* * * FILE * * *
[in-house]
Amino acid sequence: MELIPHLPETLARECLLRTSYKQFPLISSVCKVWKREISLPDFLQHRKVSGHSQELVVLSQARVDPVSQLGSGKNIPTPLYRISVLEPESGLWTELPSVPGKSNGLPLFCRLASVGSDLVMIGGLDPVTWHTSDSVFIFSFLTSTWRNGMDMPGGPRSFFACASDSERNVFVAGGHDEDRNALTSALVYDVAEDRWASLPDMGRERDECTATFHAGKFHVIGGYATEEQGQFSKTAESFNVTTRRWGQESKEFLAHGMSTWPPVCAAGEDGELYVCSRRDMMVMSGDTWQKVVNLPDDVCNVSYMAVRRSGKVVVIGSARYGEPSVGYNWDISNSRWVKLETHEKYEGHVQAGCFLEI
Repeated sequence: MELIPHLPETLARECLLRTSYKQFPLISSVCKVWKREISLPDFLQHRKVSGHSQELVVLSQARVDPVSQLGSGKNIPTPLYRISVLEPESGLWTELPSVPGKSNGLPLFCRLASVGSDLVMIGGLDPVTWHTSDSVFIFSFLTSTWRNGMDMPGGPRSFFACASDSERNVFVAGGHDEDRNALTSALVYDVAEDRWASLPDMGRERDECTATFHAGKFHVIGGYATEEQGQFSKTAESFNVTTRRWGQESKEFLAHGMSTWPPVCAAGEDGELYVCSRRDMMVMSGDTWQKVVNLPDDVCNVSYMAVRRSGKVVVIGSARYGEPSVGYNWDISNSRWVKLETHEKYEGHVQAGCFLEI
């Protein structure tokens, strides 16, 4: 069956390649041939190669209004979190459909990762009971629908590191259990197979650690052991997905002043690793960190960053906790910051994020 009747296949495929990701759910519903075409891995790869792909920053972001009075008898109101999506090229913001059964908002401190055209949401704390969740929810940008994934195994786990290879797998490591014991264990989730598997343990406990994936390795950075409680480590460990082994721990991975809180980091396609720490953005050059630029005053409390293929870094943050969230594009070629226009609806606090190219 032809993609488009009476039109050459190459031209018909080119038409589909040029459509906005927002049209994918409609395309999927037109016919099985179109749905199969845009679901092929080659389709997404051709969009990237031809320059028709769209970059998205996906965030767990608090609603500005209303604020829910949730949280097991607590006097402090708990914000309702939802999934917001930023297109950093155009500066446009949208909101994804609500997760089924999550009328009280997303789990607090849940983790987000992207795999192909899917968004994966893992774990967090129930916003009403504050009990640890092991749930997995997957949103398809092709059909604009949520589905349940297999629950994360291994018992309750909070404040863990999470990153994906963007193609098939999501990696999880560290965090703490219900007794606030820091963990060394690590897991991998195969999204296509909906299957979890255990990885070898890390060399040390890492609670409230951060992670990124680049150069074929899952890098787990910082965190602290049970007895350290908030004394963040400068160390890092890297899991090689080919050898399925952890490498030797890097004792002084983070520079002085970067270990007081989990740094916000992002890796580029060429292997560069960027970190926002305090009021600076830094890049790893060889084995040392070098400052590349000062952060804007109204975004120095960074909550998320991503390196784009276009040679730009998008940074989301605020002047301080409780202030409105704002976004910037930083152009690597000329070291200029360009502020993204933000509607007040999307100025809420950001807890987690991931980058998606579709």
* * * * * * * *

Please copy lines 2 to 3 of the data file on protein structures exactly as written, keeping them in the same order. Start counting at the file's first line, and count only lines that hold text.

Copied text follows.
Amino acid sequence: MELIPHLPETLARECLLRTSYKQFPLISSVCKVWKREISLPDFLQHRKVSGHSQELVVLSQARVDPVSQLGSGKNIPTPLYRISVLEPESGLWTELPSVPGKSNGLPLFCRLASVGSDLVMIGGLDPVTWHTSDSVFIFSFLTSTWRNGMDMPGGPRSFFACASDSERNVFVAGGHDEDRNALTSALVYDVAEDRWASLPDMGRERDECTATFHAGKFHVIGGYATEEQGQFSKTAESFNVTTRRWGQESKEFLAHGMSTWPPVCAAGEDGELYVCSRRDMMVMSGDTWQKVVNLPDDVCNVSYMAVRRSGKVVVIGSARYGEPSVGYNWDISNSRWVKLETHEKYEGHVQAGCFLEI
Repeated sequence: MELIPHLPETLARECLLRTSYKQFPLISSVCKVWKREISLPDFLQHRKVSGHSQELVVLSQARVDPVSQLGSGKNIPTPLYRISVLEPESGLWTELPSVPGKSNGLPLFCRLASVGSDLVMIGGLDPVTWHTSDSVFIFSFLTSTWRNGMDMPGGPRSFFACASDSERNVFVAGGHDEDRNALTSALVYDVAEDRWASLPDMGRERDECTATFHAGKFHVIGGYATEEQGQFSKTAESFNVTTRRWGQESKEFLAHGMSTWPPVCAAGEDGELYVCSRRDMMVMSGDTWQKVVNLPDDVCNVSYMAVRRSGKVVVIGSARYGEPSVGYNWDISNSRWVKLETHEKYEGHVQAGCFLEI